Keywords: Uganda;South Africa;Rwanda;Senegal;Seychelles;Sierra Leone;Sudan;Swaziland;Tanzania;Togo;Zambia;Zimbabwe;Congo, Democratic Republic of the;Congo, Republic of;Djibouti;Equatorial Guinea;Eritrea;Ethiopia;Angola;Benin;Burkina Faso;Burundi;Cameroon;Central African Republic;Chad;Comoros;Kenya;Lesotho;Liberia;Gabon;Gambia, The;Ghana;Guinea;Guinea-Bissau;Madagascar;Malawi;Mali;Mauritania;Mauritius;Mozambique;Namibia;Niger;Nigeria;Informal economy, MIMIC estimation methods, Sub-Saharan Africa
    Date: 2017–07–10
  4. By: Kati Kraehnert (German Institute for Economic Research (DIW Berlin)); Tilman Brück (International Security and Development Center (ISDC), Berlin, Germany and Leibniz Institute of Vegetable and Ornamental Crops (IGZ)); Michele Di Maio (Università di Napoli Parthenope); Roberto Nisticò (Università di Napoli Federico II and CSEF)
    Abstract: This paper analyzes the effects of the 1994 genocide in Rwanda on fertility outcomes. We study the effects of violence on both the timing of the first birth after the genocide and the total number of post-genocide births. We analyze individual-level data from several Demographic and Health Surveys, using event history and count data models. The paper contributes to the literature on the demographic effects of violent conflict by testing two channels through which conflict influences subsequent fertility. First, the type of violence exposure as measured by child death as well as by the death of a woman’s sibling. Second, the conflict-induced change in local demographic conditions as captured by the change in the commune-level sex ratio. Results indicate that the genocide has heterogeneous effects on fertility, depending on the type of violence experienced by the woman, her age cohort, parity, and the time horizon (5, 10, and 15 years after the genocide). There is strong evidence of a replacement effect. Having experienced the death of a child during the genocide reduces the time to the first birth after the genocide and increases the total number of births in the post-genocide period. Experiencing a sibling death during the genocide significantly lowers fertility in the long run. The effect is strongest if a woman loses a younger sister. Finally, the genocide-induced reduction in the sex ratio has a strong negative impact on fertility, both in terms of the timing of the first birth and the total number of births after the genocide.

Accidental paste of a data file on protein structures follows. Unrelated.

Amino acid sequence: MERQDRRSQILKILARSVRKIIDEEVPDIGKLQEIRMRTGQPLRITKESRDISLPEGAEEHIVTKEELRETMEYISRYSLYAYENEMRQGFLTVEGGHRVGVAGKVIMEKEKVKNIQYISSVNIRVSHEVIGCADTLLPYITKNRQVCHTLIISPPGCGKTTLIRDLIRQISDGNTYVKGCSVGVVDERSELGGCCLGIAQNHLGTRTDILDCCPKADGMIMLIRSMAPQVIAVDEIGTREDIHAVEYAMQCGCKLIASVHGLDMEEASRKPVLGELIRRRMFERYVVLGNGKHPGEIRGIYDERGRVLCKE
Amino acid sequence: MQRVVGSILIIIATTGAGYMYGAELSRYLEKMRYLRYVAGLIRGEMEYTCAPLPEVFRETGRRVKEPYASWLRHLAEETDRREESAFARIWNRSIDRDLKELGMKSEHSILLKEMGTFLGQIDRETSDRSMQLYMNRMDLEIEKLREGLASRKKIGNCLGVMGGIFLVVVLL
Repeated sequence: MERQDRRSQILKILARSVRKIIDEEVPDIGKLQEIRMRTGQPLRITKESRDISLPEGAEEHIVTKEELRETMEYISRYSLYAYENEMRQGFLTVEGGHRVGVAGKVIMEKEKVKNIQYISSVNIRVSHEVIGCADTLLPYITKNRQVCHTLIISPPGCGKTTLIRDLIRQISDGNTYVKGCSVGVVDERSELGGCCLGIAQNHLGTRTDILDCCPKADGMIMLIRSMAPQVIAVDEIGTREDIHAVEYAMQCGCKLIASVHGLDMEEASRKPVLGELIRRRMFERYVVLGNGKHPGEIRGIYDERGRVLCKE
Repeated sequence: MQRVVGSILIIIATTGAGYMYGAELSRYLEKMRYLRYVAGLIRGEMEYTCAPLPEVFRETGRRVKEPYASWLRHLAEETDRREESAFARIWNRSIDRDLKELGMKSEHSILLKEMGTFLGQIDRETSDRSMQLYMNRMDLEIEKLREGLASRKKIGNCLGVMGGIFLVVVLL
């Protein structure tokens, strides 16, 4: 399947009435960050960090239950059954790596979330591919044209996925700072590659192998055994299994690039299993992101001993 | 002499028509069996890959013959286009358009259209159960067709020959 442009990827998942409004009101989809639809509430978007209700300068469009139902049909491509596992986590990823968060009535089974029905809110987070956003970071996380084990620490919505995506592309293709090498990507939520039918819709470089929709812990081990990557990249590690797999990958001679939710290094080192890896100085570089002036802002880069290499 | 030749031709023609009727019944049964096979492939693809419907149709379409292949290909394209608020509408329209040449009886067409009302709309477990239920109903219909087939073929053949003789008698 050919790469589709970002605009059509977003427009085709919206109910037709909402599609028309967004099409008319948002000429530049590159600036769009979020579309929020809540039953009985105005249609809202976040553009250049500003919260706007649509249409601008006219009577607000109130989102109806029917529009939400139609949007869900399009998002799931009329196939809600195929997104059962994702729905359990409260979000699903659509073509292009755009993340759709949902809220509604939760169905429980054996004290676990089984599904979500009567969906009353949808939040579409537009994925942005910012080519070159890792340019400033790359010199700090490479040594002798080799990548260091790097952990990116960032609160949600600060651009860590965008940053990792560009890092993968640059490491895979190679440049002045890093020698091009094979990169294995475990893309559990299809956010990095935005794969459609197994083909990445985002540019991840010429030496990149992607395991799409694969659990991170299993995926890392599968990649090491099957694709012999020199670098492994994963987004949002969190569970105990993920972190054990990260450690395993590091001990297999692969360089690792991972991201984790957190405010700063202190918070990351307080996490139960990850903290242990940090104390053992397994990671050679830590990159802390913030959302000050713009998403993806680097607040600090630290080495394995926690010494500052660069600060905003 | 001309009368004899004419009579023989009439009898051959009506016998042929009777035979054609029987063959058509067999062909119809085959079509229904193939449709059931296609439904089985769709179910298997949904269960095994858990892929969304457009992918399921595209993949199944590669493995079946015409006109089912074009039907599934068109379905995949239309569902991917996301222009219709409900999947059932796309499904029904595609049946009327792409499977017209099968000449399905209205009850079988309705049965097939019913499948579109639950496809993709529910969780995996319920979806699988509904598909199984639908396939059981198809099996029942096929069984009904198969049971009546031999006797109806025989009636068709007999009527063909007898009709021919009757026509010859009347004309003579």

Keywords: Child death, fertility, genocide, Rwanda, sex ratio, sibling death.
    Date: 2017–08–07
  5. By: Strobl, Renate (University of Basel); Wunsch, Conny (University of Basel)
    Abstract: In this study we experimentally investigate whether solidarity, which is a crucial base for informal insurance arrangements in developing countries, is sensitive to the extent to which individuals can influence their risk exposure. With slum dwellers of Nairobi our design measures subjects' willingness to share income with a worse-off partner both in a setting where participants could either deliberately choose or were randomly assigned to a safe or a risky project. We find that when risk exposure is a choice, willingness to give is roughly 9 percentage points lower compared to when it is exogenously assigned to subjects. The reduction of solidarity is driven by a change in giving behaviour of persons with the risky project. Compared to their counterparts in the random treatment, voluntary risk takers are seemingly less motivated to share their high payoff with their partner, especially if this person failed after choosing the risky project. This suggests that the willingness to show solidarity is influenced by both the desire for own compensation and attributions of responsibility. Our findings have important implications for policies that interact with existing informal insurance arrangements.
    Keywords: solidarity, risk taking, Kenya
    JEL: D81 C91 O12 D63
    Date: 2017–07